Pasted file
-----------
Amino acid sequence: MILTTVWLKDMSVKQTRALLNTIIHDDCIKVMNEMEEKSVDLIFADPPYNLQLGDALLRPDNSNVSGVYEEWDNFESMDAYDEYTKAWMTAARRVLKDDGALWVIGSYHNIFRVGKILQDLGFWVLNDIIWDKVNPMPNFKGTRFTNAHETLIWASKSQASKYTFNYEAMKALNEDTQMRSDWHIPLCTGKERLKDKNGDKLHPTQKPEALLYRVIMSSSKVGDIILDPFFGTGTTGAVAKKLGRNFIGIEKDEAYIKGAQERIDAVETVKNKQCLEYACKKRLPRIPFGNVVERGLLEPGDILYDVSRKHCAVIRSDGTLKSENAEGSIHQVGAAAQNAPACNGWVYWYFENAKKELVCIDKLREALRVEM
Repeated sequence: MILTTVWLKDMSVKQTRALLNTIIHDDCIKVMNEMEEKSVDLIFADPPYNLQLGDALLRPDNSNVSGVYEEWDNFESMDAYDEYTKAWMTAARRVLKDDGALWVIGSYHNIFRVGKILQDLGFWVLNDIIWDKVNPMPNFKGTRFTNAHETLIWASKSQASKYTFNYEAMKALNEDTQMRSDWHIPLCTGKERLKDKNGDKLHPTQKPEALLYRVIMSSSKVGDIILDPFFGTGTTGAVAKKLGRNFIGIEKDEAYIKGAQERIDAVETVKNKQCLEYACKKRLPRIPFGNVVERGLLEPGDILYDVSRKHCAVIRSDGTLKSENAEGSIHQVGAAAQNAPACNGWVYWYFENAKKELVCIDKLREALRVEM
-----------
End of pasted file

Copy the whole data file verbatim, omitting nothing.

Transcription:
Amino acid sequence: MILTTVWLKDMSVKQTRALLNTIIHDDCIKVMNEMEEKSVDLIFADPPYNLQLGDALLRPDNSNVSGVYEEWDNFESMDAYDEYTKAWMTAARRVLKDDGALWVIGSYHNIFRVGKILQDLGFWVLNDIIWDKVNPMPNFKGTRFTNAHETLIWASKSQASKYTFNYEAMKALNEDTQMRSDWHIPLCTGKERLKDKNGDKLHPTQKPEALLYRVIMSSSKVGDIILDPFFGTGTTGAVAKKLGRNFIGIEKDEAYIKGAQERIDAVETVKNKQCLEYACKKRLPRIPFGNVVERGLLEPGDILYDVSRKHCAVIRSDGTLKSENAEGSIHQVGAAAQNAPACNGWVYWYFENAKKELVCIDKLREALRVEM
Repeated sequence: MILTTVWLKDMSVKQTRALLNTIIHDDCIKVMNEMEEKSVDLIFADPPYNLQLGDALLRPDNSNVSGVYEEWDNFESMDAYDEYTKAWMTAARRVLKDDGALWVIGSYHNIFRVGKILQDLGFWVLNDIIWDKVNPMPNFKGTRFTNAHETLIWASKSQASKYTFNYEAMKALNEDTQMRSDWHIPLCTGKERLKDKNGDKLHPTQKPEALLYRVIMSSSKVGDIILDPFFGTGTTGAVAKKLGRNFIGIEKDEAYIKGAQERIDAVETVKNKQCLEYACKKRLPRIPFGNVVERGLLEPGDILYDVSRKHCAVIRSDGTLKSENAEGSIHQVGAAAQNAPACNGWVYWYFENAKKELVCIDKLREALRVEM